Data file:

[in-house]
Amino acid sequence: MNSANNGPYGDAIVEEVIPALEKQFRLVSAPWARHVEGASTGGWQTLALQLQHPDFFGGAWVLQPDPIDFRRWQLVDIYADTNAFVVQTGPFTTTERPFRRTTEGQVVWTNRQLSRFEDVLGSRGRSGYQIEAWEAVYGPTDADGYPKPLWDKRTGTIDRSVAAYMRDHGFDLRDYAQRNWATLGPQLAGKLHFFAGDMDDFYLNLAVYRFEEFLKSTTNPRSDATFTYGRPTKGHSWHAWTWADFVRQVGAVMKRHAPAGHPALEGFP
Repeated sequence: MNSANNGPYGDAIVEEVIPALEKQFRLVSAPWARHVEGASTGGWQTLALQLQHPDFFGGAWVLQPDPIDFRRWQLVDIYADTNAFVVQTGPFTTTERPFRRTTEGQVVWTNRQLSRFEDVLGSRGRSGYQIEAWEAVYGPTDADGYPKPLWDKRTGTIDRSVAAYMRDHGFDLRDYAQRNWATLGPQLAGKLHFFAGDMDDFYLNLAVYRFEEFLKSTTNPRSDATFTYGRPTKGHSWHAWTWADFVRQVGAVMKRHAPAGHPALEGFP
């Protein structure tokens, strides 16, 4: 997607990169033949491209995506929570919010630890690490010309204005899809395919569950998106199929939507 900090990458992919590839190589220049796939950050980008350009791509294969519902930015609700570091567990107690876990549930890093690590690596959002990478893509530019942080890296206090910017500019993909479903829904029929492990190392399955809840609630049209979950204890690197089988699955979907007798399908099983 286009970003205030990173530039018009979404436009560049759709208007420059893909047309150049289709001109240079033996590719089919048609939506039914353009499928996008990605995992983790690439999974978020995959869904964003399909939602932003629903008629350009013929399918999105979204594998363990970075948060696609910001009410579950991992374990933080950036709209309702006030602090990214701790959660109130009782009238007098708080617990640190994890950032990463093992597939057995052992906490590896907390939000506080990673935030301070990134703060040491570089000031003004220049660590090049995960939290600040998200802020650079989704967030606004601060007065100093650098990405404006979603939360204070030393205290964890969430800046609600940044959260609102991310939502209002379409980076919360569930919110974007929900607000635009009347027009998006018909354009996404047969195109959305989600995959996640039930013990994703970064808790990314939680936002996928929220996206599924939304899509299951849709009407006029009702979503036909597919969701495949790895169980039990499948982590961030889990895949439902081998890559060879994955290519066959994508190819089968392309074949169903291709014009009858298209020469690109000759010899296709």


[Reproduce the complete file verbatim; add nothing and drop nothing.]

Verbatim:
[in-house]
Amino acid sequence: MNSANNGPYGDAIVEEVIPALEKQFRLVSAPWARHVEGASTGGWQTLALQLQHPDFFGGAWVLQPDPIDFRRWQLVDIYADTNAFVVQTGPFTTTERPFRRTTEGQVVWTNRQLSRFEDVLGSRGRSGYQIEAWEAVYGPTDADGYPKPLWDKRTGTIDRSVAAYMRDHGFDLRDYAQRNWATLGPQLAGKLHFFAGDMDDFYLNLAVYRFEEFLKSTTNPRSDATFTYGRPTKGHSWHAWTWADFVRQVGAVMKRHAPAGHPALEGFP
Repeated sequence: MNSANNGPYGDAIVEEVIPALEKQFRLVSAPWARHVEGASTGGWQTLALQLQHPDFFGGAWVLQPDPIDFRRWQLVDIYADTNAFVVQTGPFTTTERPFRRTTEGQVVWTNRQLSRFEDVLGSRGRSGYQIEAWEAVYGPTDADGYPKPLWDKRTGTIDRSVAAYMRDHGFDLRDYAQRNWATLGPQLAGKLHFFAGDMDDFYLNLAVYRFEEFLKSTTNPRSDATFTYGRPTKGHSWHAWTWADFVRQVGAVMKRHAPAGHPALEGFP
């Protein structure tokens, strides 16, 4: 997607990169033949491209995506929570919010630890690490010309204005899809395919569950998106199929939507 900090990458992919590839190589220049796939950050980008350009791509294969519902930015609700570091567990107690876990549930890093690590690596959002990478893509530019942080890296206090910017500019993909479903829904029929492990190392399955809840609630049209979950204890690197089988699955979907007798399908099983 286009970003205030990173530039018009979404436009560049759709208007420059893909047309150049289709001109240079033996590719089919048609939506039914353009499928996008990605995992983790690439999974978020995959869904964003399909939602932003629903008629350009013929399918999105979204594998363990970075948060696609910001009410579950991992374990933080950036709209309702006030602090990214701790959660109130009782009238007098708080617990640190994890950032990463093992597939057995052992906490590896907390939000506080990673935030301070990134703060040491570089000031003004220049660590090049995960939290600040998200802020650079989704967030606004601060007065100093650098990405404006979603939360204070030393205290964890969430800046609600940044959260609102991310939502209002379409980076919360569930919110974007929900607000635009009347027009998006018909354009996404047969195109959305989600995959996640039930013990994703970064808790990314939680936002996928929220996206599924939304899509299951849709009407006029009702979503036909597919969701495949790895169980039990499948982590961030889990895949439902081998890559060879994955290519066959994508190819089968392309074949169903291709014009009858298209020469690109000759010899296709």